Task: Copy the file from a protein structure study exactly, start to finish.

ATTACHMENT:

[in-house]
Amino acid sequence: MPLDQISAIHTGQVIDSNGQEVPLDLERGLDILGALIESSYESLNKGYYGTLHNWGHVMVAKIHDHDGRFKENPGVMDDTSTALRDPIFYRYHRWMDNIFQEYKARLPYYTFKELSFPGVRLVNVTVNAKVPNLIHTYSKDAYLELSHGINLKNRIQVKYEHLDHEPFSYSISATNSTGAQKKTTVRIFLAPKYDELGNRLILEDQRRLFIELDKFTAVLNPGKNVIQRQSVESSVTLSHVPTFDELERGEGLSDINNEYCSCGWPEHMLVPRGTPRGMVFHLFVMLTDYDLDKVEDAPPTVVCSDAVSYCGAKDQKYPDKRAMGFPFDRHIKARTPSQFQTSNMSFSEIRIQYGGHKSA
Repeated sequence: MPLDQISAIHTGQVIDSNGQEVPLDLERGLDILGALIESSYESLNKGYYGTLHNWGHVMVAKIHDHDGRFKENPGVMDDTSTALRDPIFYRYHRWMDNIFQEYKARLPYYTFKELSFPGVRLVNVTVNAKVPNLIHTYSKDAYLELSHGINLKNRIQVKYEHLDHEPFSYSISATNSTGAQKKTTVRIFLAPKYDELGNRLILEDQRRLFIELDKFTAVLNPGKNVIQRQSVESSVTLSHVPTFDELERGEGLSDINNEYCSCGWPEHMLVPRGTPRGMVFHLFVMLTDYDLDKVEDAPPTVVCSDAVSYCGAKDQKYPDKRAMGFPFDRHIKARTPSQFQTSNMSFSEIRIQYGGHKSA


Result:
[in-house]
Amino acid sequence: MPLDQISAIHTGQVIDSNGQEVPLDLERGLDILGALIESSYESLNKGYYGTLHNWGHVMVAKIHDHDGRFKENPGVMDDTSTALRDPIFYRYHRWMDNIFQEYKARLPYYTFKELSFPGVRLVNVTVNAKVPNLIHTYSKDAYLELSHGINLKNRIQVKYEHLDHEPFSYSISATNSTGAQKKTTVRIFLAPKYDELGNRLILEDQRRLFIELDKFTAVLNPGKNVIQRQSVESSVTLSHVPTFDELERGEGLSDINNEYCSCGWPEHMLVPRGTPRGMVFHLFVMLTDYDLDKVEDAPPTVVCSDAVSYCGAKDQKYPDKRAMGFPFDRHIKARTPSQFQTSNMSFSEIRIQYGGHKSA
Repeated sequence: MPLDQISAIHTGQVIDSNGQEVPLDLERGLDILGALIESSYESLNKGYYGTLHNWGHVMVAKIHDHDGRFKENPGVMDDTSTALRDPIFYRYHRWMDNIFQEYKARLPYYTFKELSFPGVRLVNVTVNAKVPNLIHTYSKDAYLELSHGINLKNRIQVKYEHLDHEPFSYSISATNSTGAQKKTTVRIFLAPKYDELGNRLILEDQRRLFIELDKFTAVLNPGKNVIQRQSVESSVTLSHVPTFDELERGEGLSDINNEYCSCGWPEHMLVPRGTPRGMVFHLFVMLTDYDLDKVEDAPPTVVCSDAVSYCGAKDQKYPDKRAMGFPFDRHIKARTPSQFQTSNMSFSEIRIQYGGHKSA